A crisis counselor looks at self-pity
I work as a crisis-counselor and deal everyday with the full range of human problems and emotions. This is my take on a common human reality.
As a student you will encounter discouragement. Discouragement causes a deep hopeless feeling and can be very difficult to overcome. Accepting the many thoughts that go through your mind when you’re discouraged will only enslave you more. They can be thoughts like: “Whats the use?” “I can’t do this.” “It is too hard!” “I should’ve majored in something else.” “I have no time.” “I have no money for that.” “No one knows how hard I work.” “I studied so hard for this!”
The list does not end.
Along with discouragement is its evil twin; self-pity. Self-pity is an exaggerated obsession with licking your wounds and over-victimizing yourself over some pain caused, some type of loss, or a difficult situation you lived. Once you give in to it you are powerless. The focus on self is so powerful that you end up feeling justified in any means you take to make your self feel better, even if what you do doesn’t work.
In the moment any of these show up at your door or just invite themselves in, choose to take the necessary steps to walk in freedom.
Admit reality – Take a second look at what you’re facing and admit what your real situation is. Yes it is difficult. Yes you will have to make some changes. Yes you will have to work hard. But then, accept it.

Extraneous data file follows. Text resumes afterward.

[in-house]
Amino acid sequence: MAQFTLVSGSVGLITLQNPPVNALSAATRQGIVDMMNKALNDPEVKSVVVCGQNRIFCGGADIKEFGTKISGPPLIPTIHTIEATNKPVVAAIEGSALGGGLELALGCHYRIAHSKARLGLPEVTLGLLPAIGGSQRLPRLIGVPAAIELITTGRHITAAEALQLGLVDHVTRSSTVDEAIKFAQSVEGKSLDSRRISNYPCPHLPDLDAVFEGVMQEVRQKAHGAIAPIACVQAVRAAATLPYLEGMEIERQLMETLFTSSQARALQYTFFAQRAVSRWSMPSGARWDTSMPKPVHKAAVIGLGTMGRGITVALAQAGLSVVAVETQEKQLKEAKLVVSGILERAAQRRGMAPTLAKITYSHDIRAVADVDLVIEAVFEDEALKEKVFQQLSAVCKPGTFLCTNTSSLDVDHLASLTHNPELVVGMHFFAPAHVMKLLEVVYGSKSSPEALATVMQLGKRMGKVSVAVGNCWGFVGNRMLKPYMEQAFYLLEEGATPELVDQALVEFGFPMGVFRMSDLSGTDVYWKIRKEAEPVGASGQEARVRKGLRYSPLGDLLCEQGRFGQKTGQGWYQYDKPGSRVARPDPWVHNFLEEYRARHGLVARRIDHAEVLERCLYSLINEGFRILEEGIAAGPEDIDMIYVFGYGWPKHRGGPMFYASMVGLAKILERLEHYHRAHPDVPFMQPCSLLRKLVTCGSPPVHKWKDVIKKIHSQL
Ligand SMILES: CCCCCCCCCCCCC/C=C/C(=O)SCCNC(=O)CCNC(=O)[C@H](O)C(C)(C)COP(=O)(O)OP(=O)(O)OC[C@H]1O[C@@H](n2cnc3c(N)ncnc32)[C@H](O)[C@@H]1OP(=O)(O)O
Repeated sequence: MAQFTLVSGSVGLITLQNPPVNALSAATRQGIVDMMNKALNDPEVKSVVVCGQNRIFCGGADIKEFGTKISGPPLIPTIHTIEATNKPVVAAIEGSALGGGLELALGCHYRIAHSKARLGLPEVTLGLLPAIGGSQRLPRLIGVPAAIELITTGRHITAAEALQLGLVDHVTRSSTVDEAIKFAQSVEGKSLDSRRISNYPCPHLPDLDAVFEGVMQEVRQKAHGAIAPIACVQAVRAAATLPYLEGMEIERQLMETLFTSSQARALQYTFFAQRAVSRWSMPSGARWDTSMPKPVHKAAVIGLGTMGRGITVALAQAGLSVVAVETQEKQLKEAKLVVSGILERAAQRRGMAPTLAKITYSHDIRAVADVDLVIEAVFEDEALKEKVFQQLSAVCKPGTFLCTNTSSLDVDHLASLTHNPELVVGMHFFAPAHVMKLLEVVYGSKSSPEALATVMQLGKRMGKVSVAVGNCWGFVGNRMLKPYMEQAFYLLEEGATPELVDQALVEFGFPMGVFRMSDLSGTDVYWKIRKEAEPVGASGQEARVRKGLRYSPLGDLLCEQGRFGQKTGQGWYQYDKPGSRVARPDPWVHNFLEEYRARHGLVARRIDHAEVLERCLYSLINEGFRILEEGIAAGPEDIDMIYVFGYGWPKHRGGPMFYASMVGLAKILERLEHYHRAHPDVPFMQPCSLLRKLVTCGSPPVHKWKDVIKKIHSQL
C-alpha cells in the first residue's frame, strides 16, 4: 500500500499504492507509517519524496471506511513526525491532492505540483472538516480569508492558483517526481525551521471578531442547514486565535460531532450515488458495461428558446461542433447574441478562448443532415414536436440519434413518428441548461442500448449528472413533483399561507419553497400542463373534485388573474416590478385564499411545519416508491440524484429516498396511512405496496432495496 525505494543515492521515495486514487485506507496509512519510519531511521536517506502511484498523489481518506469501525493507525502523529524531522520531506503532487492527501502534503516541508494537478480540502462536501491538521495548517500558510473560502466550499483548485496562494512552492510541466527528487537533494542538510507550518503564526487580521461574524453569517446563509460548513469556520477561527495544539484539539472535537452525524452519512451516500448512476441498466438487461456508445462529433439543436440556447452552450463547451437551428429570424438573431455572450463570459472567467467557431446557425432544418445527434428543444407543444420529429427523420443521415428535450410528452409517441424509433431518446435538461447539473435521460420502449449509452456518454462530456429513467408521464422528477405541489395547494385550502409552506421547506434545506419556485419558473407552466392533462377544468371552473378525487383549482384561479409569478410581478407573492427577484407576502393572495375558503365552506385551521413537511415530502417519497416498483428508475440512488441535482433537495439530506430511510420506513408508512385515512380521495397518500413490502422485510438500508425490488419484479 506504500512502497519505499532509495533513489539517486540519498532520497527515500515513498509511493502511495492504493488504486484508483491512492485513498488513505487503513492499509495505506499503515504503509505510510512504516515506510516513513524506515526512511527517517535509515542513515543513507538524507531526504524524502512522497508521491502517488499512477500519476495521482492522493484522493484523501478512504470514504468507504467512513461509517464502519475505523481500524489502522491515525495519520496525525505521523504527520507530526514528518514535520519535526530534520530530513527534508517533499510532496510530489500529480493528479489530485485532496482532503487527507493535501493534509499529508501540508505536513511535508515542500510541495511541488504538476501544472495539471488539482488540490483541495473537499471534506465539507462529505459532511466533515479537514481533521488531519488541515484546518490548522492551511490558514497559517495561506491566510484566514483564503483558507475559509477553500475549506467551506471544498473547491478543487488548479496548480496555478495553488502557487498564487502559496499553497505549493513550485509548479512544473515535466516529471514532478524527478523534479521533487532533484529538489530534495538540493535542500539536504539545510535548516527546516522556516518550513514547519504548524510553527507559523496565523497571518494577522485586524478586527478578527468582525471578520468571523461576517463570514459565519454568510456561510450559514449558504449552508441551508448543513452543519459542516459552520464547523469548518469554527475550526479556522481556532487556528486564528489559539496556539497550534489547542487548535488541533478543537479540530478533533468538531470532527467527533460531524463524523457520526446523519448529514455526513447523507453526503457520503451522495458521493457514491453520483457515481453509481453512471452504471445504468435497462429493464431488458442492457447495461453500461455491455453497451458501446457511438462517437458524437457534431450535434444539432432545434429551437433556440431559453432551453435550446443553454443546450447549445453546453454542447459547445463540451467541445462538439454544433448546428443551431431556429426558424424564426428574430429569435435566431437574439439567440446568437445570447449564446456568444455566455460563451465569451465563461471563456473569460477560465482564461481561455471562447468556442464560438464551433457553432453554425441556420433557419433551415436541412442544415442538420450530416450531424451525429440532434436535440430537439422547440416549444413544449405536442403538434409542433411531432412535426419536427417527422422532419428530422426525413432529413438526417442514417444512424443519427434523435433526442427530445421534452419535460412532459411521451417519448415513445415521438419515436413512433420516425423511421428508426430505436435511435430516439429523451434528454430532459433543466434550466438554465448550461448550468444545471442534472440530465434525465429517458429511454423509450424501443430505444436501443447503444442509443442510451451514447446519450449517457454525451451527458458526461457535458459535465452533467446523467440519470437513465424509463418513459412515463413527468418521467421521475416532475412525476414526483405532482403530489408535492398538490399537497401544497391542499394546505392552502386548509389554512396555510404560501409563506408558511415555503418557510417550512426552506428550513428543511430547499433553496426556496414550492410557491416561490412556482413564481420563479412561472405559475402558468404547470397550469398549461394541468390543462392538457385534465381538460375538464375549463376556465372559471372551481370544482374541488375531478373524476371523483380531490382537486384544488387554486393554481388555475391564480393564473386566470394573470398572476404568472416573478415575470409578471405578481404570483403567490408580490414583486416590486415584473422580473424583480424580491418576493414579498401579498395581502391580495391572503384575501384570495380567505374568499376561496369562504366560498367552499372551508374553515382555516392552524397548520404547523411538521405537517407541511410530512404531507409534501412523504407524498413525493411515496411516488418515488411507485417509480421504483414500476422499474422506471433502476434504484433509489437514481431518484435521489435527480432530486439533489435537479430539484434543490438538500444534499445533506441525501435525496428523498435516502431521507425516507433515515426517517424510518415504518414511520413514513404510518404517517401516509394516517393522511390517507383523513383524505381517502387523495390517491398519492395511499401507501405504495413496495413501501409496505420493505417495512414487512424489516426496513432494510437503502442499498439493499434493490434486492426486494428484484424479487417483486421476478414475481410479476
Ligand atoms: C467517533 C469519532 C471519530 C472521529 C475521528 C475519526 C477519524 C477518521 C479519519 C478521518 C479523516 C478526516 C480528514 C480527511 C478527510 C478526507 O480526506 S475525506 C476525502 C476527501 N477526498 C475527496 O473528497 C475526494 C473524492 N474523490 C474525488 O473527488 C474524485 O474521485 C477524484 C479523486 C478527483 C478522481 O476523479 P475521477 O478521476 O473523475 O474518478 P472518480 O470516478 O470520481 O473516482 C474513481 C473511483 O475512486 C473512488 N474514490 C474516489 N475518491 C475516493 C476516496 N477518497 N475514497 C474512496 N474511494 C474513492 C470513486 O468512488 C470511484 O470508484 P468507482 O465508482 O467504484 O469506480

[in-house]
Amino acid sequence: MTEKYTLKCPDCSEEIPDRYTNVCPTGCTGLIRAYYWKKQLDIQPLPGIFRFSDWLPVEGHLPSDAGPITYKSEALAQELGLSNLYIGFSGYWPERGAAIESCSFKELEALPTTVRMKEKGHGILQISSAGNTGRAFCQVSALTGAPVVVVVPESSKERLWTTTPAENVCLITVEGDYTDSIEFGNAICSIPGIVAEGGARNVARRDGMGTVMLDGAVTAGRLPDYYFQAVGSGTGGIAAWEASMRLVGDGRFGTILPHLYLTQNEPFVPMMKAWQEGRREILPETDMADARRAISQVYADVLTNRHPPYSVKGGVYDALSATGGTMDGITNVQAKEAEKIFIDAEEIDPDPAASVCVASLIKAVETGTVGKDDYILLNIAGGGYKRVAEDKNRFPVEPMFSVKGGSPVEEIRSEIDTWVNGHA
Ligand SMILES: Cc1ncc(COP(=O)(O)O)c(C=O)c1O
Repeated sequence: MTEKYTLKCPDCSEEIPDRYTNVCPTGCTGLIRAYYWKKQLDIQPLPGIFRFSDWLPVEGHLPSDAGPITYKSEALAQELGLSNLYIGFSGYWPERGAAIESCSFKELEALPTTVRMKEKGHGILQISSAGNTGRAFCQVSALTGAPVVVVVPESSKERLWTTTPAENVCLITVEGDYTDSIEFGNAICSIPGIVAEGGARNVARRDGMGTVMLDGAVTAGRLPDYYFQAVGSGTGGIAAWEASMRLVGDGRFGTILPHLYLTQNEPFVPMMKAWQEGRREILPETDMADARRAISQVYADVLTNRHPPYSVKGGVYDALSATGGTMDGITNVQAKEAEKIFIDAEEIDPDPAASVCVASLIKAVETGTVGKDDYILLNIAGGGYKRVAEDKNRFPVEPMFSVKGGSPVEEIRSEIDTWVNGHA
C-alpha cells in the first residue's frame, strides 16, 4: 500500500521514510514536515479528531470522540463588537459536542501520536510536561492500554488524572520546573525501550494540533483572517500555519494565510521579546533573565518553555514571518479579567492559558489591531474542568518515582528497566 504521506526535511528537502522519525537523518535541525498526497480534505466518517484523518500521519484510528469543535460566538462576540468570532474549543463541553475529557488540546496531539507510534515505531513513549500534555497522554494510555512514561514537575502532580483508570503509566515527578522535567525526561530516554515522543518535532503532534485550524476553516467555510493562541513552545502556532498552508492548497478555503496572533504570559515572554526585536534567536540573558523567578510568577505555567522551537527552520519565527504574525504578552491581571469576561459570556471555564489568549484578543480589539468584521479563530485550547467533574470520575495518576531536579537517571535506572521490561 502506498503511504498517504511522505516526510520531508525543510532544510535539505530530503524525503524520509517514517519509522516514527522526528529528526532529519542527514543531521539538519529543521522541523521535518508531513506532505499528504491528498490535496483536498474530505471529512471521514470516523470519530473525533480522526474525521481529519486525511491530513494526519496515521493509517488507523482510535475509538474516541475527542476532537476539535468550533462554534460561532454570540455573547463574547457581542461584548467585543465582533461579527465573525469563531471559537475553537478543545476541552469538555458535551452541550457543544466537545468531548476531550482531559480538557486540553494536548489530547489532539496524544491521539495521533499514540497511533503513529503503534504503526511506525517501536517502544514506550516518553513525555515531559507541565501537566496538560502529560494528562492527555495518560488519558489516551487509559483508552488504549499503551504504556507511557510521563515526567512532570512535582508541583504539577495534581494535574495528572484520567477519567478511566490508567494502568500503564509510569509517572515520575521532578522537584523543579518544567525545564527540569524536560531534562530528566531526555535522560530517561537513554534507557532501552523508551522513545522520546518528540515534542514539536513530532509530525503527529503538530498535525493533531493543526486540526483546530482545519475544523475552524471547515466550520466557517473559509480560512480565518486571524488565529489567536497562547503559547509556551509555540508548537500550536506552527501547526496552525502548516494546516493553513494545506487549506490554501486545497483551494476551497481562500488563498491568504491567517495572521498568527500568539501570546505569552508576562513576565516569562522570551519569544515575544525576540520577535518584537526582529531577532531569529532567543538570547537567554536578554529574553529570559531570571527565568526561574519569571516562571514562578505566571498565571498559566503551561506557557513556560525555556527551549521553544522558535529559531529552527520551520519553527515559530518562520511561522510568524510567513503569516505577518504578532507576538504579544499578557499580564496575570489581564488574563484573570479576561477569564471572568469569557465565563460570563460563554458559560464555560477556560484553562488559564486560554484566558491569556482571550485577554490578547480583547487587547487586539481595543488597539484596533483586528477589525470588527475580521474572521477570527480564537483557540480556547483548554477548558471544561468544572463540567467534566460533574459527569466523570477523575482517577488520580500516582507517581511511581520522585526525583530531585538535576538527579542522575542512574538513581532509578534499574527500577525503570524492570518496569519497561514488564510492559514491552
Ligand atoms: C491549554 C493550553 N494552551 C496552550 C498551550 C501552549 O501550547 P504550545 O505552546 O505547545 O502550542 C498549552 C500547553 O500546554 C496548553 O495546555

Reason with yourself – You’re situation may be hard, but its not the worse. You can face it. You can work hard. Think through your “what if” thoughts and doubts. Choose what you will do “if” you do fail or if you don’t get in to the school you wanted. It is not the end of the world. You’re life will go on.
Avoid indulging in “I deserve it” moments – The worse thing you can do is to allow yourself to do something stupid. Control your thoughts and soberly choose a healthy way to relax.
See the bigger picture – One setback doesn’t mean it is the end. It is an opportunity to assess where you failed or what choices you have made, and then change them.
Write out your thoughts – With the swirl of thoughts that plague your mind, write them down. It will help you visualize what you’re thinking and face what really is happening.
Talk to a friend – Express the thoughts and feelings that are emotionally weighing you down with someone you trust but whom will tell you the truth.
Make a plan – Now what? You were hit with something you didn’t expect or worse, something you feared. Make a plan. Brainstorm; be creative. On a blank piece of paper write out what you want to do, what you will do, who you can contact to get advice from, or simply what changes you will make in your life now.
Count the good things in your life – Many people are familiar with the hymn that says “count your blessings, name them one by one”. Most of us just sang the song and never actually named “one-by-one” all the good things we have in our lives. You’ll be surprised.
Stop comparing yourself with other people – You are not them. Your life is different. You’re taking a different path. The world doesn’t need another one of them. Be you. Accept it.
Forgive – Choosing to let go an offense is not condoning it or allowing the person to be set free. Forgiving is taking off the chains and stepping out of the prison of obsessively demanding from the other person a debt they can not pay.
Don’t see yourself as a victim but as a person free to make choices for your future. Make an assessment of the things gained from the difficult things you lived thru. Choose to say “good bye” to things of the past you can’t change. Choose to “welcome” the new experiences and people you will meet.
Self-pity is enslaving. Choose to be free.